While many of us were asleep or heading to bed last night, Rachel Cliff was out pounding the streets over in Japan at the Nagoya Women’s Marathon. A rising star over the last few years, this is the second record Cliff has broken in the last 14 months. Finishing in 2:26:56, the smile on Rachel’s face tells the whole story.
Deservingly, Cliff has received many congratulatory messages via social over the last day celebrating her success. From former Athletics Canada Head Coach, Peter Eriksson, to Canada Running Series’ Alan Brookes, race organizer extraordinaire, Canada’s circle of elite runners—and many others—everyone was super happy to see Cliff run so strong to break this record.
Until recently Cliff may have been seen as the underdog, but make no mistake this woman has been working hard for as long as I have known her. Couple that with her kindness, plus her intellectual prowess, she is a role model that all women, young and old alike, can relate to and look up to.
Previously the women’s marathon record (2:28:00) was held by Lanni Marchant, another decorated distance runner in Canada. Marchant has been battling injuries since 2017, but is expected to make a return this summer; expect her to be a top contender in the marathon heading in the trials for Tokyo. Marchant is one valiant competitor and one of the fiercest women out there.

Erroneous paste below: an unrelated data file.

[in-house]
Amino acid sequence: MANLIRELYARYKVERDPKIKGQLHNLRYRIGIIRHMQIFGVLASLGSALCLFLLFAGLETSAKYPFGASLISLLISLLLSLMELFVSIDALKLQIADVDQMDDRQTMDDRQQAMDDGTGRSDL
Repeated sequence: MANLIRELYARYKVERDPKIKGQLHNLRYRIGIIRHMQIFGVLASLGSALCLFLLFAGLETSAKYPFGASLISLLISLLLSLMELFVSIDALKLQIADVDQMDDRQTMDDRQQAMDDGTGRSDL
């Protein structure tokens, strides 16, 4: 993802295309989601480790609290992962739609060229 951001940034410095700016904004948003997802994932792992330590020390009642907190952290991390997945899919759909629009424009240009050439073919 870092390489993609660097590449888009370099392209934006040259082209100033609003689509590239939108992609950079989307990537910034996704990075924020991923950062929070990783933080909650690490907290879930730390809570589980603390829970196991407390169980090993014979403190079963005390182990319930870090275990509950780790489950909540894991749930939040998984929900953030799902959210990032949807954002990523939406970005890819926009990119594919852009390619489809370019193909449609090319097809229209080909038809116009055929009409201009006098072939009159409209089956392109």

Cliff is not the only one to break a record in the early days of 2019. Back in January I wrote about Gabriela DeBues-Stafford breaking the indoor 5000m record (14:57), and a few weeks after that she smashed the indoor mile record (4:24.80). Both Madeleine Kelly and Jenna Westaway dipped under Diane Cummin’s indoor 1000m record; since Jenna was ahead of Maddy she will be listed as your record holder. Westaway went on a week later to break Melissa Bishop’s indoor 800m record, and is the first woman to dip under the 2 minute barrier in Canada: running 1:59.87. I almost forgot, Jess O’Connell broke the indoor 3000m record the week before she was 2nd at the NACAC 10k X-Country Championships over in Trinidad.
There must be something in the water with all these records going down. It starts with a new rise of great coaching in this country. In addition, I attest the rise of women’s running in Canada to the close knit community. We women here love and support each other. We work together, we celebrate each other’s success, and when we do that, we all rise up.
Sasha Gollish won a gold medal in the half-marathon at the 2013 Maccabiah Games, a bronze medal in the 1500m at the 2015 Pan American Games, and gold medals at the 2017 Maccabiah Games in the 800m, 1,500m, and 5,000m events. She is an elite runner and senior writer at iRun.